There’s a fine line between modeling and inspiring. And the distinction is an important one.

I spent many years as a business coach/consultant. One very common piece of advice espoused by many was that to become successful you have to model a successful person.

I learned the hard way that modeling success most certainly does not guarantee success.

I don’t advocate modeling.

I’ve shared my doubts about modeling success in the past on my blog, and in my book, Breaking The Spell. I even recorded a video way back in 2012 explaining why I don’t believe modeling is the way to create success. 

Yes, I’ve been talking about this for EIGHT years!

So it should come as no surprise that I absolutely do not want to put myself out there as someone to model. I also don’t want to be put in the same bucket as the “sell the dream” lifestyle marketers. I fell for that years ago and later saw the behind-the-scenes reality for some big names marketing those dreams, and they weren’t pretty.

That’s when I knew that no one, and I mean NO ONE, has it ALL FIGURED OUT.

The best anyone who is teaching others can do is impart knowledge they’ve collected, through their own education and experience.

I’ve figured out a lot of things about being successful in business over the past 20+ years, but I’m also still continuing to figure them out. In my experience, that’s the way life is.

Success in business, and life, requires being nimble. It requires being open to change. And, it requires being willing to adapt to whatever may be happening that’s outside of your control.

Which, in case you haven’t figured out yet, is just about everything!

I don’t have all the answers and I don’t want to pretend I do.

Over the past few weeks I’ve been working on a new online course based on an idea that’s been percolating in my brain for three or four years. It’s been on the back burner because quite honestly I didn’t feel I was ready to teach it. I felt I still had more to learn and experience.

But something someone said to me a few weeks ago changed that. She said something along the lines of “you’ve really done it all.”

She was referring to the fact that I’ve reinvented not just my business, but also my life, by learning to let go of the shoulds, and to instead follow my gut. By following what I refer to as inspired ideas, I’ve taken bold steps; steps not everyone takes.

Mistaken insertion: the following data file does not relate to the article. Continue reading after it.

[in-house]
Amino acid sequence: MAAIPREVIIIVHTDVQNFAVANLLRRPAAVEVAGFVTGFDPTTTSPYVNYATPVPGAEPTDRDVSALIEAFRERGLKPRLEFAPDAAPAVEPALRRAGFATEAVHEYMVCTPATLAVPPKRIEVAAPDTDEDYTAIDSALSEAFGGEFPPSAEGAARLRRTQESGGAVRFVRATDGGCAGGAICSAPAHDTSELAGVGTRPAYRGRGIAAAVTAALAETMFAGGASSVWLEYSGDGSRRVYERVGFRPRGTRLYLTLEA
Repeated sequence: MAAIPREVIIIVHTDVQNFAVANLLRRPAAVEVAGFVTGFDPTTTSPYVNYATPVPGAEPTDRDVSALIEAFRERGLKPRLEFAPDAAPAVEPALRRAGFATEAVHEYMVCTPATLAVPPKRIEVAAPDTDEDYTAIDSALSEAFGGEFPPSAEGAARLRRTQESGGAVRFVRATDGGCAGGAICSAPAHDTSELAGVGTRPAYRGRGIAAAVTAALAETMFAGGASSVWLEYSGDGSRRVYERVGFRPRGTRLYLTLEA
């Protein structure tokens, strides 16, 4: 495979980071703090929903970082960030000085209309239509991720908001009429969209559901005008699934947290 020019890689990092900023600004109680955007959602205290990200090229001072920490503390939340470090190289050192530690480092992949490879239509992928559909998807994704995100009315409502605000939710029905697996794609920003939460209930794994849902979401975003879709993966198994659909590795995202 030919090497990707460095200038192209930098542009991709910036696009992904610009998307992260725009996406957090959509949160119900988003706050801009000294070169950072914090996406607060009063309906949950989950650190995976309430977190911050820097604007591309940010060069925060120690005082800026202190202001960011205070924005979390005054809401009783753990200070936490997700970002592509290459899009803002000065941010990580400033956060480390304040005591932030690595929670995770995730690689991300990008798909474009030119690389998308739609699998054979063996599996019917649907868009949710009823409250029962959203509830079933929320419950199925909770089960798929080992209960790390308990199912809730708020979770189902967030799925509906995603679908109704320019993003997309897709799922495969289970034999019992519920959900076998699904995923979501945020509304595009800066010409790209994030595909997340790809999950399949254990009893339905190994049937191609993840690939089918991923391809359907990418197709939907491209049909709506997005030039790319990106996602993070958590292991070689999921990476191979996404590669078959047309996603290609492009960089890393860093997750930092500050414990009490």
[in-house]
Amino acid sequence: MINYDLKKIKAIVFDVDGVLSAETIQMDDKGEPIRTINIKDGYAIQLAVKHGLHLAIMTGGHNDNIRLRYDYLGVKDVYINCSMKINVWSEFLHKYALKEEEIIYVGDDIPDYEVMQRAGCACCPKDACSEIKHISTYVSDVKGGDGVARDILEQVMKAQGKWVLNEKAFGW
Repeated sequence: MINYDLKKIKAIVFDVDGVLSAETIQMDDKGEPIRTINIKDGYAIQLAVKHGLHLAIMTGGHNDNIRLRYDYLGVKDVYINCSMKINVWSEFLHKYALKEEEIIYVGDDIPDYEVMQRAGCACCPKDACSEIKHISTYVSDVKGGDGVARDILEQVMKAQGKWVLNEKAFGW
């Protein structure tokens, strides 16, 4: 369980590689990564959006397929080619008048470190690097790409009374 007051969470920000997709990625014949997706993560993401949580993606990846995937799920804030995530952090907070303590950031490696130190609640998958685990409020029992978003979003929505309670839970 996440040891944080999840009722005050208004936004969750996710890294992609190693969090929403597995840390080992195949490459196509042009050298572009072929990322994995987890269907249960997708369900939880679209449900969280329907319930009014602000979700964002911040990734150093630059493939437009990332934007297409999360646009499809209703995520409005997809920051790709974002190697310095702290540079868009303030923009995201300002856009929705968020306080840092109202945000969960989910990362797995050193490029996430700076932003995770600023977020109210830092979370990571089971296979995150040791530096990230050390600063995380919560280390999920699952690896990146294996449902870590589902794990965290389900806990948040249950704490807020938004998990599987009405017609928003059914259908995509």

I took her comment as validation. I looked back on my life and thought, you know what, I really have done a lot of things other people haven’t. That thought should have raised a red flag. Why? Because it implies “look at me… look at what I’ve done… I can teach you how to do it, too.” But no flag was raised and I started working on the course.

Until this uncomfortable feeling arose.

The red flag was waving in my face. That little voice was whispering. Reminding me of my strong distaste for “look at me marketing.” I began to worry I may be treading a little too close to the line between modeling and educating/inspiring/motivating.

That little a-ha was followed by a few more reminders.

People from my past showing up online and reminding me of the clarity I gained in 2009 about who I wanted to be, and more importantly who I didn’t want to be.

I don’t want my work to be about me.

I want it to be about the concepts I teach.

And I want what I teach to be focused on YOU.

Yes, I share my personal experience in my writing and online courses, but my intention is to illustrate the concepts I’m sharing. I also think stories are more interesting and engaging, and I believe they’re a more powerful way to inspire and motivate.

But my intention is not, nor has it ever been, to imply that anyone should aim to be like me. To do what I’ve done. To model my actions.

The decisions I’ve made in my life and my business have been my decisions, driven by my gut… by the inspired ideas that have come to me.

Your decisions should be driven by your inspired ideas.

Toward that end, my intention is to help people tap into their own internal GPS more effectively. To help others discover how they can best serve, what makes them happy, how to find work (in a job or in their own business) that makes the most of their unique gifts and talents. And, to follow a path that leads them into a more fulfilling life.

That path is different for everyone.

Your path may look nothing like my path. In fact, odds are, it won’t look anything like mine. And that’s where the distinction between inspiring and modeling really comes to light:

Modeling means, do what I’ve done to get where I’ve gotten.

Inspiring means, let what I’ve done motivate you to take the steps that are speaking to you.

Unraveling this dilemma.

As I was pondering why I was finding myself in this dilemma, I was trying to figure out if it was a sign I shouldn’t create the online course, or if it was just a reminder to be aware of the line and to walk on the right side of it.

As I was sharing this internal struggle with my husband, he thoughtfully reminded me of my own advice:

“Trust your gut,” he said.

He reminded me I was overthinking, which I was. And, he played back the words I’ve written and said so many times:

“Do what you feel inspired to do, and know that will be the right thing.”

Listening to those words made me realize something.

He wasn’t telling me WHAT to do.

He was telling me WHAT TO LISTEN TO, to find my own answers.

In parroting back my own advice, he helped me see I do not teach people to do what I do. I share insights and experience from learning how to follow my own gut, in the hopes it will help others follow theirs.

And that’s when I knew creating the course was okay, as long as stay on the inspiration side of the line.

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